Data engineering roles can be broadly classified into three kinds:
Generalist: Employed in smaller companies, where they are among the few ‘data-focused’ individuals in the organization. Their job is to take care of all the steps involved in data processing, from managing data to analyzing it.
Pipeline-centric: Commonly found in mid-size companies with complex data science needs. They work closely with data scientists and help transform data into a useful format for analysis.
Database-centric: Larger organizations need experts to manage the flow of data, and that’s where data engineers come in. Database-centric engineers work with data warehouses across multiple databases.
How Is a Data Analyst Different from a Data Engineer?
Below is a quick guide to the differences between each role.
Data Analyst -
- Involved in translating numerical data into an accessible format.
- Must have a good understanding of tools such as Microsoft Excel, SAS Miner, SPSS, and SSAS.
- Experts in data munging, data visualization, exploratory data analysis and statistics.
Data Engineer -
- Involved in preparing data for operational and analytical purposes.
- Must have a deep understanding of programming languages such as SQL, Java, SAS, and Python.
- Must be proficient in frameworks such as Hadoop, Pig, Hive, Apache Spark, MapReduce, NoSQL, and Data Streaming.
- Experts in developing large data warehouses using extract transform load (ETL).
Data Analysis or Data Engineering—Which Pays Better?
According to Glassdoor, the national average salary of a data analyst is $62,453 a year. Depending on your skills, experience, and location, you can earn anywhere between $43,000 and $95,000 per year. The national average salary for a data engineer, on the other hand, is $137,776 a year.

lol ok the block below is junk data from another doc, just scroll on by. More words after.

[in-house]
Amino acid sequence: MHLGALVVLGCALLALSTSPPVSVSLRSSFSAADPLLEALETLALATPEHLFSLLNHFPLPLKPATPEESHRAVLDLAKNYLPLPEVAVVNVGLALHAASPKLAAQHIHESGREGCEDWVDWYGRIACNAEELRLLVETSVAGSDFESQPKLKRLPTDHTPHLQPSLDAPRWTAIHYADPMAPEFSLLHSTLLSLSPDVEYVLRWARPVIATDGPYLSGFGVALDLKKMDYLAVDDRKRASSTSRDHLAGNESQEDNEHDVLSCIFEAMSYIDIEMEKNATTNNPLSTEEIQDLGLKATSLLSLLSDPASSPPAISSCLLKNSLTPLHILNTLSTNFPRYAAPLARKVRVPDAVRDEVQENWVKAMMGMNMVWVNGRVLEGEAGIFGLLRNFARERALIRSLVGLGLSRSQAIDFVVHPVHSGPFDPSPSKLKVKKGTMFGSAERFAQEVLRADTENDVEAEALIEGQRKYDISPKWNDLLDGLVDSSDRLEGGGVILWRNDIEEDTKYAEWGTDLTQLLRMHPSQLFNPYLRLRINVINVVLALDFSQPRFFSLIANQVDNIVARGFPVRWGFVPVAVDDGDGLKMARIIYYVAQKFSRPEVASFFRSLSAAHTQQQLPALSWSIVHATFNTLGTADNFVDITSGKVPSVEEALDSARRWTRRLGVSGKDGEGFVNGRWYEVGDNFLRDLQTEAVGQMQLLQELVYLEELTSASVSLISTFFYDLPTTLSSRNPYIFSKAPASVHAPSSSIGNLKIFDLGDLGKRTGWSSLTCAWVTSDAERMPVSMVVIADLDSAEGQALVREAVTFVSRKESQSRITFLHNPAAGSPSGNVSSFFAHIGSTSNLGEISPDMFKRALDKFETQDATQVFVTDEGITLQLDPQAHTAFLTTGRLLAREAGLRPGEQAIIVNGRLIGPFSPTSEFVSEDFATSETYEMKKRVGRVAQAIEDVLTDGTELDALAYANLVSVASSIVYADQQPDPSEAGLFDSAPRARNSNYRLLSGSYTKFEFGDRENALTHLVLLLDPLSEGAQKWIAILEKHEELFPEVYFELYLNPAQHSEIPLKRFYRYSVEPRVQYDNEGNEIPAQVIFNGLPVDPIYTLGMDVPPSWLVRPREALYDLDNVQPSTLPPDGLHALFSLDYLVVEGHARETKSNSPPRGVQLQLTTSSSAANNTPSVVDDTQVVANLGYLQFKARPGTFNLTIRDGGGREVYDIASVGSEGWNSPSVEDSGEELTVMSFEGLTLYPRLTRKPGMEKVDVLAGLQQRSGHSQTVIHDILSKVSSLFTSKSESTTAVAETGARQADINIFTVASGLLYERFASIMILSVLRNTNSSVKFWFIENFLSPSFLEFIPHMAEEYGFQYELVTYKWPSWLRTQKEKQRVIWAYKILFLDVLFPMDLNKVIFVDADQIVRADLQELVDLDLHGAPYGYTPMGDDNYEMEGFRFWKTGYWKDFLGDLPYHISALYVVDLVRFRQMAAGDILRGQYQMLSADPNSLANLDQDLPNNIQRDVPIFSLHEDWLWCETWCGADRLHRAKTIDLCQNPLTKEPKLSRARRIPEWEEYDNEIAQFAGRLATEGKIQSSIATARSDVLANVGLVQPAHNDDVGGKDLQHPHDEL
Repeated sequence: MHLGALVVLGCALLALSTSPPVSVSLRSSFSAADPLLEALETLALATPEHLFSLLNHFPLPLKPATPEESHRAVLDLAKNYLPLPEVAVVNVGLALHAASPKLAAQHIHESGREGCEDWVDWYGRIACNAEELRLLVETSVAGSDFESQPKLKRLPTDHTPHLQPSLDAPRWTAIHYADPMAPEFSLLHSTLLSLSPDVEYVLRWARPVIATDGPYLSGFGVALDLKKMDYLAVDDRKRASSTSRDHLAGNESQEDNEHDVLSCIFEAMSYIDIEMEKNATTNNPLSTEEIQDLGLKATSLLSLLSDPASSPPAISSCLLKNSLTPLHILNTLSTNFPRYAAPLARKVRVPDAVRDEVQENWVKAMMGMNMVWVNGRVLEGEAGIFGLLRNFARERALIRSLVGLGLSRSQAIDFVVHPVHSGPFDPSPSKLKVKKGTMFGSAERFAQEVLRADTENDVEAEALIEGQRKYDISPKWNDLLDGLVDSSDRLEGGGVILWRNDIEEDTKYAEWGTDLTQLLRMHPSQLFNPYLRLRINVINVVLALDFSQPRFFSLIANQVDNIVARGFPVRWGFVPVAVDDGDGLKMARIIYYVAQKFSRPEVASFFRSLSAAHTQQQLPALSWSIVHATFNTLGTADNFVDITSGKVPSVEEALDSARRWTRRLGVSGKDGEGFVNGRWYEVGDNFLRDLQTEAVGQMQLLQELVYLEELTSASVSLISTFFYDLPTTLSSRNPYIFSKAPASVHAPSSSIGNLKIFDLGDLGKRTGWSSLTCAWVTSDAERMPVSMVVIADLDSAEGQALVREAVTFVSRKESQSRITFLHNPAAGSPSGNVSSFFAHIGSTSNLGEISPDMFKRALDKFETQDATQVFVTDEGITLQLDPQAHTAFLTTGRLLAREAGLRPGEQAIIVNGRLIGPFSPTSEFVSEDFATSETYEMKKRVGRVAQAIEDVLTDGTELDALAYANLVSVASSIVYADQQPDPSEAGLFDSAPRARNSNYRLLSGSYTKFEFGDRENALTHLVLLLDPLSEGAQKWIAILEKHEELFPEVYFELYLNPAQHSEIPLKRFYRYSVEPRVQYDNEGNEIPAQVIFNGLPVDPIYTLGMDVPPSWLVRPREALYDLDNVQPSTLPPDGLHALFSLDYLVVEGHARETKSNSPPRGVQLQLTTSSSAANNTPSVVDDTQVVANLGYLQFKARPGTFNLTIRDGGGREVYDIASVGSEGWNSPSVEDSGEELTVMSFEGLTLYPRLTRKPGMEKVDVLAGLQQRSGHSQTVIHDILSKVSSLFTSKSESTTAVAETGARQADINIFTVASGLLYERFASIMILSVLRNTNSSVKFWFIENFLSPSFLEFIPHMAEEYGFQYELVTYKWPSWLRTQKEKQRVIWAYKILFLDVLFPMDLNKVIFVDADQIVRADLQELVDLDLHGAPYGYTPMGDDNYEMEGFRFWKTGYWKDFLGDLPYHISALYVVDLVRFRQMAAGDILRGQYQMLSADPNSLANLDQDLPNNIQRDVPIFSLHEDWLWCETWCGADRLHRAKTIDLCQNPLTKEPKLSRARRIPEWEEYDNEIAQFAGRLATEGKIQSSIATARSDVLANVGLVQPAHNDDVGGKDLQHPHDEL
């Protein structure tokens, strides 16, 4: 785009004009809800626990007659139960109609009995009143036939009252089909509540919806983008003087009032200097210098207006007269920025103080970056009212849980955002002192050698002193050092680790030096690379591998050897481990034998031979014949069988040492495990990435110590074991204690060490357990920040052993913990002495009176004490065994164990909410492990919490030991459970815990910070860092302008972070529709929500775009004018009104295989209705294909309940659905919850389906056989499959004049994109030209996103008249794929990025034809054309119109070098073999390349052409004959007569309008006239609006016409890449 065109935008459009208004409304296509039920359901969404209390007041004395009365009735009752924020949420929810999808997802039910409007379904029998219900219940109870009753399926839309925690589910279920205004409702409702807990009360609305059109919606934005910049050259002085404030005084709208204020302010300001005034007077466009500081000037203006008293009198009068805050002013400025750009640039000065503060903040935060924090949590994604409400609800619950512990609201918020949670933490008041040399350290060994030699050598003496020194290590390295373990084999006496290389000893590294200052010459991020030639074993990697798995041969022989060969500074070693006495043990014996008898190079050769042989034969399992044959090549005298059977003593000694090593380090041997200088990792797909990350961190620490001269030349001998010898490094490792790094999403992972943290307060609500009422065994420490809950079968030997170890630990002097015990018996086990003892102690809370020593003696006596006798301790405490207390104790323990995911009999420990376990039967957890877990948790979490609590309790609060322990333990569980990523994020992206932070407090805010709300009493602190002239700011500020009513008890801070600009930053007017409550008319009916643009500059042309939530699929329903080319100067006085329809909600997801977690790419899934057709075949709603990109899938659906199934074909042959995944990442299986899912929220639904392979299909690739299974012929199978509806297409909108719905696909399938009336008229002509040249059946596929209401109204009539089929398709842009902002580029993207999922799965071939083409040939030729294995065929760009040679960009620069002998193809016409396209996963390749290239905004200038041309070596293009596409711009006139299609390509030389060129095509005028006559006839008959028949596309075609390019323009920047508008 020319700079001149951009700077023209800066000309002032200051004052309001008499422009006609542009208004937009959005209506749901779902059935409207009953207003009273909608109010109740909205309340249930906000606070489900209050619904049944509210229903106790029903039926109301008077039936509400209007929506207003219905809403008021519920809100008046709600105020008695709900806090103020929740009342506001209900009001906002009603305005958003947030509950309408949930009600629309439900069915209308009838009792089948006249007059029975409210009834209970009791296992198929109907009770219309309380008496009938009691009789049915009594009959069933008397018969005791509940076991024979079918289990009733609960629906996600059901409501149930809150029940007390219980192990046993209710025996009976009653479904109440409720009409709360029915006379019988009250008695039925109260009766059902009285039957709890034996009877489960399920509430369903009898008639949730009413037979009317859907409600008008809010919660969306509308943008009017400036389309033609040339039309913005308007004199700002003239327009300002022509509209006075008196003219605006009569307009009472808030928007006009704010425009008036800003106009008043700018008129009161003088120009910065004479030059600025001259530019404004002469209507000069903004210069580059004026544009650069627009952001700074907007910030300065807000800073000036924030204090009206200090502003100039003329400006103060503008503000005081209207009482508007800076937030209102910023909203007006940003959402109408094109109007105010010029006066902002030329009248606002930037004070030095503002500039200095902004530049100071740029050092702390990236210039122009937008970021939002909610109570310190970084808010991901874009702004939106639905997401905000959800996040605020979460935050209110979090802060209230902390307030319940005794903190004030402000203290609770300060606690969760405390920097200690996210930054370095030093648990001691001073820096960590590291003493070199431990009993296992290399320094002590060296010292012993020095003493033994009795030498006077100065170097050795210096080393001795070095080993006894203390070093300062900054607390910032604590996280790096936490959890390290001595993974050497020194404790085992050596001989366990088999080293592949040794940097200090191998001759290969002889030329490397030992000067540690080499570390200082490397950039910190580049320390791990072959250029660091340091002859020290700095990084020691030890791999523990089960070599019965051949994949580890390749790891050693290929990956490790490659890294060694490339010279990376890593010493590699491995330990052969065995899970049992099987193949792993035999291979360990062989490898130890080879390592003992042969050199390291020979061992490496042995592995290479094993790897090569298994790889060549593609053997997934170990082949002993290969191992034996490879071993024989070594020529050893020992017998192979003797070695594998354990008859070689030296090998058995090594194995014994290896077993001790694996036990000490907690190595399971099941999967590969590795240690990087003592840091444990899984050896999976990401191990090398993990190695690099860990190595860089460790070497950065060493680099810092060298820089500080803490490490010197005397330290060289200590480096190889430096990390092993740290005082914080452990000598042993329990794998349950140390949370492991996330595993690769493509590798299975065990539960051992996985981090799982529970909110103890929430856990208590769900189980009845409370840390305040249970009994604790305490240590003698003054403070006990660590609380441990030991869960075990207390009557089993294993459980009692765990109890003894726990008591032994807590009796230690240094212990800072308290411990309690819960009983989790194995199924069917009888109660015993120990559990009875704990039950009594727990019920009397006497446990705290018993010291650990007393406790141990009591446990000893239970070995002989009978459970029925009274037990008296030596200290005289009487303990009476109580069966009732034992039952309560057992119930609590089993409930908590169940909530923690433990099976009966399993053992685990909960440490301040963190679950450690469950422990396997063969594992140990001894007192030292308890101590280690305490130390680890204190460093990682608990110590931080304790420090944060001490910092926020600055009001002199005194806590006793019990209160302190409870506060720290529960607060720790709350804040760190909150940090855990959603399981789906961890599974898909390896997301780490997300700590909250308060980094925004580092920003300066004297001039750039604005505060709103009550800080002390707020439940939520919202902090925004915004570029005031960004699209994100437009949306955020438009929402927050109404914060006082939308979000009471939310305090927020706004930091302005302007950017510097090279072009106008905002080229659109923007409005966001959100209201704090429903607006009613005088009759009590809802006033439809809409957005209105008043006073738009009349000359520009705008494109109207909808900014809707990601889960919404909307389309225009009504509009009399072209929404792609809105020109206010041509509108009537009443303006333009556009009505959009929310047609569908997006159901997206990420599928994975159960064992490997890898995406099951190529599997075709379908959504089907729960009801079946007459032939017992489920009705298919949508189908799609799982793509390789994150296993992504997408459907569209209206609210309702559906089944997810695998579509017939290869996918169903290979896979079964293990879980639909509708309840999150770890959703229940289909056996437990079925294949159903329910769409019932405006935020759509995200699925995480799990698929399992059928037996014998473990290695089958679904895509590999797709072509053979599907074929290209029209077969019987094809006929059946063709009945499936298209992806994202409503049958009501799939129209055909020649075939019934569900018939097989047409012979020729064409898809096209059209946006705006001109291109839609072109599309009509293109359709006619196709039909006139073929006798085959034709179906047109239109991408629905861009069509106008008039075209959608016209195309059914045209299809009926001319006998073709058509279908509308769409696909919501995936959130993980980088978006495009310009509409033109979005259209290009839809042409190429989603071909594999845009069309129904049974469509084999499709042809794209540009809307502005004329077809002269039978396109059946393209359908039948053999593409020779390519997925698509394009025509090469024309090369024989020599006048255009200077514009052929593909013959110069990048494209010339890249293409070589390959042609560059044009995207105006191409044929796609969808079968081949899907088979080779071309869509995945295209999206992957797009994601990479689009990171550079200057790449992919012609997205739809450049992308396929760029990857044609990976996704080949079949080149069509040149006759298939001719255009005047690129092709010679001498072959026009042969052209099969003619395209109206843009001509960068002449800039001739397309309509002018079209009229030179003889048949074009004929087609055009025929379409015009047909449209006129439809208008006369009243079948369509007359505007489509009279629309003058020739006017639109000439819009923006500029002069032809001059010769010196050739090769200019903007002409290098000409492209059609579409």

Depending on their skills, experience, and location, a data engineer can earn anywhere between $110,000 to $155,000 a year. Those with greater levels of experience can earn an average salary of up to $172,603 a year.
How to Begin a Career as a Data Analyst
To begin an entry-level data analyst job, you’ll need a bachelor’s degree in data science or a related field. For higher-level data analyst positions, companies usually ask for a master's or a doctoral degree in data science, business analytics, or a related field.
Key skills for data analysts:
- Programming languages, such as SQL, Oracle, and Python
- The ability to analyze, model and interpret data
- Problem-solving skills
- A methodical and logical approach
- Interpersonal skills and team work
- Written and verbal communication skills
You can fast-track your entry into the field with a bootcamp, such as Thinkful’s full-time Data Analytics program. This course prepares you with all the skills you need to get hired as a data analyst, business analyst, data engineer, and much more.
How to Begin a Career as a Data Engineer
To become a data engineer, you might choose to pursue a bachelor’s degree in computer science, computer engineering, or related fields like applied math, statistics, or physics. A certification or data analytics bootcamp will also help prepare you to enter this competitive field with relevant skills and an impressive portfolio.
Key skills for a data engineer:
- In-depth knowledge of SQL and other database solutions
- Knowledge of data warehouse architecture and ETL tools
- Coding and machine learning skills
- Familiarity with various operating systems
- Verbal and written communication skills
- Ability to collaborate with other business units
- Strong presentation skills
Both data analysts and data engineers are in high demand, so choosing between the two will come down to your personal strengths and interests. If you enjoy creativity along with programming, you should opt for data analysis, as you’ll be required to represent your cleaned data in new ways. If you’re fond of math and enjoy working with complex data and decoding, you should choose data engineering.
You might still be undecided between the two professions, and that’s ok: take your time to choose the right path. Read up about all the exciting career potential in these and other tech fields. And if you’re considering a bootcamp to achieve your career goals, read more about our students’ outcomes.